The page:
Monday, July 09, 2012


The last week, some of my patients had been asking about the "Drug Eluting Balloons". I think it was featured in one of the local daily, and so they were asking. I thought that I should use the opportunity to write up briefly on it.
The journey began at the Schering lab in Germany back in 1999. The issue that interventional cardiologist were struggling then was the issue of re-stenosis ( re-narrowing ) following balloon angioplasty and bare metal stents. Two German chemist, Speck and Scheller, who were experts at radio-contrast dyes, thought they one idea will be to coat a balloon with a anti-proliferative drug andplace the balloon against the wall of the atherosclerotic plaque ( as shown in the diagram ), and allow the drug to diffuse passively into the endothelial lining of the artery wall, so that it can exert its anti-prolifeartive effects and reduce re-narrowing. It was a good idea, and being experts with knowledge of radio-contrast dyes and their chemical properties, they used the dye base to retain the drug so that it will not easily be washed away. They then convince some peripheral interventionist to try it in treating peripheral vascular disease. It seemed to be safe and it work better than plain old balloon angioplasty. From the peripheral limbs, they began to use it in human coronary arteries. BBruan was the first company to make the Drug Coated Balloon commercially available and got their CE mark in 2009.
The concept was simple. Stick the drug ( anti-proliferative ) against the wall using the drug coated balloon for 60 seconds, allow the drug to stick to the vessel wall and act to reduce excessive scar tissue formation ( the cause for re-narrowing ). The trick is to find the right carrier coating to keep the drug on the balloon and wall long enough ( not too short and not too long ). For the moment, the most popular drug used is paclitaxel, because it is lipophilic. Sirolimus ( the better drug used in drug coated stents ) is hydrophilic and so we have to develop a technology to prevent it being wash away too fast. I believe that that technology is now available, and the first generation -limus eluting balloon ( I do not know the drug name ) is beginning clinical trials.
When this idea was first introduced to me, back in the early 2000, I was sceptical that keeping a balloon opposed to the vessel wall for 60 seconds could elude enough drug ( considering the washout of the drug ) to influence re-narrowing. Time has proven me wrong. It does work, but not as well as drug coated stents. So maybe I am partly right.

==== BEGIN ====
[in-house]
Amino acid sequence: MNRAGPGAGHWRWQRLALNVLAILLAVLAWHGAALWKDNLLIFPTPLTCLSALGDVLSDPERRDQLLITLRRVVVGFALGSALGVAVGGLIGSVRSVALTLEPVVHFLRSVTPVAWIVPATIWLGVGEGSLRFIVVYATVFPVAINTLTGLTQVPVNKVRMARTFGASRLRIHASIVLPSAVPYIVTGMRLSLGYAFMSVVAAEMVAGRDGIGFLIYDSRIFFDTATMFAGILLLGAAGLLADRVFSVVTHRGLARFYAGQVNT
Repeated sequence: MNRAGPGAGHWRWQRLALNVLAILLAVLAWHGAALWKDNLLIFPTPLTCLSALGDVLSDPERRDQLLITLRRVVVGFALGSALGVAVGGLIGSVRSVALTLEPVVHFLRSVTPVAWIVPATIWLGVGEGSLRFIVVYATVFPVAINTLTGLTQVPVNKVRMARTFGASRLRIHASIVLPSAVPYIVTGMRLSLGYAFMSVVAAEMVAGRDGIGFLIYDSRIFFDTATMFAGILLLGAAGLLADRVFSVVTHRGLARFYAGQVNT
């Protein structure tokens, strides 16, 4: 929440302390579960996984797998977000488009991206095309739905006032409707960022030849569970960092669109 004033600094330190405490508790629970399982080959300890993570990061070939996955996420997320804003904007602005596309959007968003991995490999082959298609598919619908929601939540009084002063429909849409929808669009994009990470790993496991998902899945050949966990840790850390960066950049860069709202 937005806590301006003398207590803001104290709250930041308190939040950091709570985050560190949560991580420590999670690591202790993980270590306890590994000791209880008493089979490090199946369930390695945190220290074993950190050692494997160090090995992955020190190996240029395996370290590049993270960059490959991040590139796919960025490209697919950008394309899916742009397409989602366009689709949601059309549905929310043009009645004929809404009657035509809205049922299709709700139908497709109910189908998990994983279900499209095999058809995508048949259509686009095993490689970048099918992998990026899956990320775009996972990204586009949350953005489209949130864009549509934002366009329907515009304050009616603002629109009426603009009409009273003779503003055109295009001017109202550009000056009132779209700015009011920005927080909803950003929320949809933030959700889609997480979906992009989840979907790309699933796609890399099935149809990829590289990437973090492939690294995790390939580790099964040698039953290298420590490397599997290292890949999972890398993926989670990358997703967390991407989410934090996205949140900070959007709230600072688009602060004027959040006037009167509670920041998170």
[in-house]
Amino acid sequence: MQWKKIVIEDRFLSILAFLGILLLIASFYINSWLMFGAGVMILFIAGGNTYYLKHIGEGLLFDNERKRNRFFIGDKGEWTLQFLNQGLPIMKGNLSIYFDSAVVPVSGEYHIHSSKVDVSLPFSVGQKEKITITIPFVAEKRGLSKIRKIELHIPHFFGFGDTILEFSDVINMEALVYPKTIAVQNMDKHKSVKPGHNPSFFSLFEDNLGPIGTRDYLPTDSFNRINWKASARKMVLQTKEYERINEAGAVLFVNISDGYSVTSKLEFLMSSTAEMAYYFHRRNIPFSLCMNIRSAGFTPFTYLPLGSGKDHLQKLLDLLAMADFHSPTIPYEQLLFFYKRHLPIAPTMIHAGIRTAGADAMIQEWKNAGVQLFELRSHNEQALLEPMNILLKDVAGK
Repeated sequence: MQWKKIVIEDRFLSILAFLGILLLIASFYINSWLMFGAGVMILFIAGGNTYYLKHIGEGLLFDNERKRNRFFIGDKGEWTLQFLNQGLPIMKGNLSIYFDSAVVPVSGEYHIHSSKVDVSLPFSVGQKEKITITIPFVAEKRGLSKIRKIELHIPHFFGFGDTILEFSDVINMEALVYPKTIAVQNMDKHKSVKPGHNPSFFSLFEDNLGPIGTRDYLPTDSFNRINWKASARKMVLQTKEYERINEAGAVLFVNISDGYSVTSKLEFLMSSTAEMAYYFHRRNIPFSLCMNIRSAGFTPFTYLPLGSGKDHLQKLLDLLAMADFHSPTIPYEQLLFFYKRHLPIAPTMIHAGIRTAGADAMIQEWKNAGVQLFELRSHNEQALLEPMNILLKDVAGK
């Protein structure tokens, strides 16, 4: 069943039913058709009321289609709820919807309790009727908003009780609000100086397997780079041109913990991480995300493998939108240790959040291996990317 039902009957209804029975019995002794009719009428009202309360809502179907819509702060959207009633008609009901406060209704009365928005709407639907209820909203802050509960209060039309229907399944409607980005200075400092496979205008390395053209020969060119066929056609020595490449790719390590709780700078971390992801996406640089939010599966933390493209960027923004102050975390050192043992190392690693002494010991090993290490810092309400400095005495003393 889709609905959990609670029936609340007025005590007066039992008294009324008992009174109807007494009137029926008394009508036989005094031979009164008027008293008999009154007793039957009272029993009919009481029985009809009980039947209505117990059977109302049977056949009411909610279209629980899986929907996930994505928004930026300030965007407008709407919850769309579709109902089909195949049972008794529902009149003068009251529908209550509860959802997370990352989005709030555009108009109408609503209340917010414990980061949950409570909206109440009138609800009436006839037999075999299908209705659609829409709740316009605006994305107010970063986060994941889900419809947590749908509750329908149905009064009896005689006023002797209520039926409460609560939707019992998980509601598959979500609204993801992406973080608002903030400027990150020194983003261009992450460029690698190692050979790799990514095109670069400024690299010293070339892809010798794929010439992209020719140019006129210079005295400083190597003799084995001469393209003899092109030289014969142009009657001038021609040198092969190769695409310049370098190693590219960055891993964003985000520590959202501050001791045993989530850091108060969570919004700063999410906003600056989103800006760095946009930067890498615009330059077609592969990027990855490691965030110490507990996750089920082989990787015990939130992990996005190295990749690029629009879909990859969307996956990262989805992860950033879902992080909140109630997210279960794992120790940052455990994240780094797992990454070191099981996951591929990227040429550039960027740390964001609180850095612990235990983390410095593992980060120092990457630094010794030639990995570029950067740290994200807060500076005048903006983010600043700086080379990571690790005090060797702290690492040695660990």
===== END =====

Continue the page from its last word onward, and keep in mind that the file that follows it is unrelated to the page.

Currently there are  at least 5  companies manufacturing drug coated balloons, with their difference carrier drug coatings and different balloons to achieve their results. B Bruan was the market leader for a while with their Sequent Please series, EuroCor with their Dior balloon now in their second generation, Biotronik with their Pantera balloon and Medtronic with their Falcon balloons. Each of these balloons have their strength and weakness. All these balloons use paclitaxel as the drug. On the basis of pharmaco-kinetics and early results, it looks like the Falcon balloon hold an advantage and early results ( 2 years ) seem to suggest that. But it is really to early to tell.
Of course, without a stent platform, there is really no issue with stent thrombosis and dual anti-platelet therapy need be given as in bare metal stent treatment. I suppose that is one great advantage. However, although Drug Coated balloon has lower re-narrowing rates than bare metal stents and plain old balloon angioplasty, their re-narrowing rates are still significantly higher than those of drug coated stents.
Currently, I use the drug coated balloons almost exclusively for re-narrowing of a stent, either bare metal or drug coated stents ( so rare nowadays ).  In this context, it seems to work quite well.
There is much more work being done using the drug coated balloons in peripheral limb salvage and peripheral vascular disease.
However, I am anxiously awaiting the arrival of a -limus coated balloon as I believe that the -limus drug is better for reducing re-narrowing. Looks like at the end of the day, drug coated balloons will only have niche use, and that niche seems to be "in-stent restenosis ".

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